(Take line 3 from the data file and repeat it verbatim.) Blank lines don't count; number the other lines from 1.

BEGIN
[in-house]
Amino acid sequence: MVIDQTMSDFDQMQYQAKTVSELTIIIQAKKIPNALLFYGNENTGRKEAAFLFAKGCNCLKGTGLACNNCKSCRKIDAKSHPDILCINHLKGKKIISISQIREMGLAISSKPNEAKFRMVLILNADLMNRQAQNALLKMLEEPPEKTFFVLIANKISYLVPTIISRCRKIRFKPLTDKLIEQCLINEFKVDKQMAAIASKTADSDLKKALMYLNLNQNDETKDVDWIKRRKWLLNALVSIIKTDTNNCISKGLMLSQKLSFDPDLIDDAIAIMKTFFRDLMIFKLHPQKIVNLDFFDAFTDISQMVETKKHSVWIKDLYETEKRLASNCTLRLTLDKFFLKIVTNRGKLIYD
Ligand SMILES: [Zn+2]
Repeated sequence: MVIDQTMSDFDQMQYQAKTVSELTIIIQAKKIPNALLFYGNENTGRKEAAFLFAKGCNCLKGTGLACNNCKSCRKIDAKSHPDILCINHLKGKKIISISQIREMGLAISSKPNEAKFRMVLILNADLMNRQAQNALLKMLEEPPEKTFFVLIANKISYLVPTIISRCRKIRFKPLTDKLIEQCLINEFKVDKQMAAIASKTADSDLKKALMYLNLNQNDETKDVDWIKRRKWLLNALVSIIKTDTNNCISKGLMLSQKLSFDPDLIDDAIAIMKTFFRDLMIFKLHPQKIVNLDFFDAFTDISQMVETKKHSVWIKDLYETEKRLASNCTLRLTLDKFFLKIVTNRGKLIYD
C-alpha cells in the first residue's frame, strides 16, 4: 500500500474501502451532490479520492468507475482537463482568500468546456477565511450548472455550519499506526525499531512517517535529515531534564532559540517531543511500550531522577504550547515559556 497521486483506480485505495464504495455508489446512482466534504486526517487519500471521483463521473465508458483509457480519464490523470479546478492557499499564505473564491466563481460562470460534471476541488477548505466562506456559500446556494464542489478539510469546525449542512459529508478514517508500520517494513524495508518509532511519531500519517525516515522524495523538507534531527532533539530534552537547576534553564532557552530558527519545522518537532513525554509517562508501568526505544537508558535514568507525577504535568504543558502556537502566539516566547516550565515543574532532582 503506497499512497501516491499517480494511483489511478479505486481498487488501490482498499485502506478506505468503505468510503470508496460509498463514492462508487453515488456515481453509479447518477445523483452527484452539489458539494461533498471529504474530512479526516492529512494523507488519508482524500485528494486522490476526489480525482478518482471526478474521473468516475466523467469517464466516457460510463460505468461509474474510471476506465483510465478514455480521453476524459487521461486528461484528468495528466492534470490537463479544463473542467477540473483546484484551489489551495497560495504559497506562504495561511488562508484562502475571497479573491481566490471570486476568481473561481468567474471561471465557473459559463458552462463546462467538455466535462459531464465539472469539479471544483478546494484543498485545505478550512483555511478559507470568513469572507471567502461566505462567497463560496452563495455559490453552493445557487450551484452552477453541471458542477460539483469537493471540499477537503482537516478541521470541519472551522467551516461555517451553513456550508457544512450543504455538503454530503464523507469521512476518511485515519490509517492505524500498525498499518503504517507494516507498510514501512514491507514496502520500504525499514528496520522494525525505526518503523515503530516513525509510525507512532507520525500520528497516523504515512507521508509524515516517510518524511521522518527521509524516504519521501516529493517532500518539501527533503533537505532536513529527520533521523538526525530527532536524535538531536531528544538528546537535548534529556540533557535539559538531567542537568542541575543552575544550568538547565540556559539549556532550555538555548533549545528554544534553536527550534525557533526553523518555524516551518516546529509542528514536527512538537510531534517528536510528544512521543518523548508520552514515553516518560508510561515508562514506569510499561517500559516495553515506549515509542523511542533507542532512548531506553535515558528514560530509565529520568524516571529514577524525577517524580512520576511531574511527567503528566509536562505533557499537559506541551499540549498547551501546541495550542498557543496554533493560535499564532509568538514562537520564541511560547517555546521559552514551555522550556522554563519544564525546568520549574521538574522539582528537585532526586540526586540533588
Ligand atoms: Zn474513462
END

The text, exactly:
Ligand SMILES: [Zn+2]